2470 Minutes, 10.27 Total xGoals
Salinas is on his second tour of duty with San Jose. He seems a perpetually undervalued asset within MLS is personally one of my favorite wide players in the league. His value is created by the a high ratio of quantity-AND-quality of attempts that he provides for his teammates while not risking turnovers. For the season Salinas only average 4.2 inaccurate passes and only 1.6 dispossessions a match good, both above average ratios for wide midfielders. He's only 28 and has a few years still left in him. Chicago could've used its resources to acquire him, give him a pay increase and still be under what they're giving Nyarko this season.
1726 Minutes, 6.53 Total xGoals
Mapp is always on these types of lists and for a lot of good reasons. However, the primary concern is his health and lack of minutes that he contributes on the pitch. You don't add value to a team if you can't make it to the pitch. That being said he's been good for 1,500 minutes a season and with how he's created goal the last few years those minutes are as good or better than what you'd get out of 2,000 minutes of Nyarko. It's also, again, less than what you'd pay Nyarko. Any left over money could be paid to keeping Grant Ward or even in finding another young unproven winger with physical gifts.
2206 Minutes, 7.52 Total xGoals
Yes, he's a designated player. However, that has more to do with the transfer fee that was paid to Olimpia than his salary. The fee and combined with his salary simply pushed him into DP territory. Despite that fact Garcia still makes less than Nyarko and he has been a staple of the Honduras national team. If he was traded the DP tag would fall away.
It's not just whether or not he might be available, Houston has a new GM, and very soon a new coach too. in town and I think everyone is don't think it's far fetched to think he could be had for a reasonable price. The question is at what point does acquiring him make it a redundant move in replacing Nyarko?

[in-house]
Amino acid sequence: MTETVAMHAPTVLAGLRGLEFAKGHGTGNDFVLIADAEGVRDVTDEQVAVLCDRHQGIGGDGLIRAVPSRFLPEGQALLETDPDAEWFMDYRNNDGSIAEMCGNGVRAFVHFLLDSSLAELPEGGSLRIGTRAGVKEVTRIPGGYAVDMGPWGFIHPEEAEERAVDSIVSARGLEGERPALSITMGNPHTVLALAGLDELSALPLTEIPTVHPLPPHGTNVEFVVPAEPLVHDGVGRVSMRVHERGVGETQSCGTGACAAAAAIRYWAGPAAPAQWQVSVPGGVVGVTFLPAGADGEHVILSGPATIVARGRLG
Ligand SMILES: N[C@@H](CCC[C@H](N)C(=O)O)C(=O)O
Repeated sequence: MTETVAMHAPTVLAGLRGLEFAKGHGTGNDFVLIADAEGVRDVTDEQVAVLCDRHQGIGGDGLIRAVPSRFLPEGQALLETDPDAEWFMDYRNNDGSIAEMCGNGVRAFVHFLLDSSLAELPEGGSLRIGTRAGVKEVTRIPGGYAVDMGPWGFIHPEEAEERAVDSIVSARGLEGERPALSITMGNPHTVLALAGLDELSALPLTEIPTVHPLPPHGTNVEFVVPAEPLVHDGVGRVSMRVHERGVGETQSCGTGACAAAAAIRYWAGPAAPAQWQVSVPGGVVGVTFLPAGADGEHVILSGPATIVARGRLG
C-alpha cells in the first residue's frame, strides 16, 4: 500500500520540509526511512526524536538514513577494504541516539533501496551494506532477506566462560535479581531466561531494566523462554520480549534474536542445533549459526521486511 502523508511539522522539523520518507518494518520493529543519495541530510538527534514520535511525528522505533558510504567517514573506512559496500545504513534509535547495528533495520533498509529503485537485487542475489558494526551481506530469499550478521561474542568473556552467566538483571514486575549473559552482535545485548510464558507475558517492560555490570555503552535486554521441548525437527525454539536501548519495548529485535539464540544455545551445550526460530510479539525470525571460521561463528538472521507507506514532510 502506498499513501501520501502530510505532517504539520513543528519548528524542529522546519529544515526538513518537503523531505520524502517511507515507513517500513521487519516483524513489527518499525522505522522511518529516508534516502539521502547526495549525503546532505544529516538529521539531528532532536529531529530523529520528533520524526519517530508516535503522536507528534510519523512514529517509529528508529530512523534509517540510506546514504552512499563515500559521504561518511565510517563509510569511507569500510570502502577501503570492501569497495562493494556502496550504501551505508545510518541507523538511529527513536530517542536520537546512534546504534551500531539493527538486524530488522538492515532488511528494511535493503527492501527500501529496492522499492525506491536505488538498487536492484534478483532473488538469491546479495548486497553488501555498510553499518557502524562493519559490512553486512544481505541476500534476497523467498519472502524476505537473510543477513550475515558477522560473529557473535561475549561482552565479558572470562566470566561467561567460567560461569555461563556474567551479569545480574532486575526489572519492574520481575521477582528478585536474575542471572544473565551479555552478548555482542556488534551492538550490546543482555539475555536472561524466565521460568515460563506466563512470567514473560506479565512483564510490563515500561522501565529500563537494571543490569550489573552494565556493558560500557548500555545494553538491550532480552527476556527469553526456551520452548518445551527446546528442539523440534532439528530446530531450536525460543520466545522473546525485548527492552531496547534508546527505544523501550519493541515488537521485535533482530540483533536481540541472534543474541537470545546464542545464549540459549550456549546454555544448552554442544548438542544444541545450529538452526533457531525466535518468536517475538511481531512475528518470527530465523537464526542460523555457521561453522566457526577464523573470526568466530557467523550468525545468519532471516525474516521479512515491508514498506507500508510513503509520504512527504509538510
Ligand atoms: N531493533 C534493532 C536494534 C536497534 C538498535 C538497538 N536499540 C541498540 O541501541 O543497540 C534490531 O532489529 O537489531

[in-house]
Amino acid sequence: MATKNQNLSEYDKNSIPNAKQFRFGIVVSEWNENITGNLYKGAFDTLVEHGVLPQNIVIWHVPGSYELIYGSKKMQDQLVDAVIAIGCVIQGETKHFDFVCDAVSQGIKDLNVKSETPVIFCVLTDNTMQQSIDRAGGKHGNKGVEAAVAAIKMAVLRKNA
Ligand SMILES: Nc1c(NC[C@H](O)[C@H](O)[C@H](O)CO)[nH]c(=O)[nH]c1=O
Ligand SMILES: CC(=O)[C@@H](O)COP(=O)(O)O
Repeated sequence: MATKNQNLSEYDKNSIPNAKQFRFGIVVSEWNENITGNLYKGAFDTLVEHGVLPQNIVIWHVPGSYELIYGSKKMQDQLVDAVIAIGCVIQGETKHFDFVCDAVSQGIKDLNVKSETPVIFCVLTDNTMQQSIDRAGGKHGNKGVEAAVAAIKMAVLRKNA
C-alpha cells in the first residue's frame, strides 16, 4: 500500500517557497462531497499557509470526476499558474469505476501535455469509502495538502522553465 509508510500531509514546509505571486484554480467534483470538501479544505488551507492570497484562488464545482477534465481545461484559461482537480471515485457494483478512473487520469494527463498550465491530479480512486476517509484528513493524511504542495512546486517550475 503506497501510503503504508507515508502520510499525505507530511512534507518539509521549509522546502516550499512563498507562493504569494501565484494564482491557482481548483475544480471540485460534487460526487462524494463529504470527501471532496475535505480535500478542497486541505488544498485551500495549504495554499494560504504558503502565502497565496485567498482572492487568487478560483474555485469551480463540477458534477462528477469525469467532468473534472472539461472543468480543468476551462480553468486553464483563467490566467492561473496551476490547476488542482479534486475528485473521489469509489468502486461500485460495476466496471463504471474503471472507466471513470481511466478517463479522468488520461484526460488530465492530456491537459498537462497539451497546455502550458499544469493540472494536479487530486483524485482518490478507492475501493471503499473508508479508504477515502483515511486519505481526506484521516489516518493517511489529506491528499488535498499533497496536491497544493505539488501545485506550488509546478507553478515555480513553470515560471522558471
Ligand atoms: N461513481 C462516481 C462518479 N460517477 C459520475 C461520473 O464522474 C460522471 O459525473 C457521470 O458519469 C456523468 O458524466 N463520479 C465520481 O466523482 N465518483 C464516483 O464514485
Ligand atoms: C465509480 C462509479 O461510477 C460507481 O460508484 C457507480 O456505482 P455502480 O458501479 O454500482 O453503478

Garcia has been inconsistent during his time in MLS, much like Nyarko, having peeks and valleys over the course of a season. Despite that inconsistency he's shown a greater heights and lesser valleys than Nyarko which ease my concerns and makes me feel as though he could still be a core attacking piece (since we would be paying him that type of money) on a playoff team.
Outside of the proven veteran market there are lesser bench players that potential could take a step forward into the starting role with the right opportunity. Players such as Tristan Bowen, Cordell Cato, Pedro Ribeiro, Toni Cascio possibly even Kalif Alhassan all come to mind. This doesn't include the possibility of raking Leandro Barrera from the re-entry draft coals as a result of not being selected in the dispersal draft yesterday.
Again, my problem isn't with the Fire rewarding loyalty or attempting to retain a guy they "feel good" about. It's simply that Chicago continues playing the game wrong. DC United made a very strong statement when they rebuilt their roster last year through the re-entry draft, super draft and sensible trades. While I think they sailed mostly on luck this year that doesn't negate the principles and methods applied to restock talent within the organization.
I'm happy for Nyarko and I hope he surpasses the 2,000 minute mark and regains his 2013 form. Though I'm still not sure he's worth the cap hit. Which in turn makes me sad for the Fire supporters.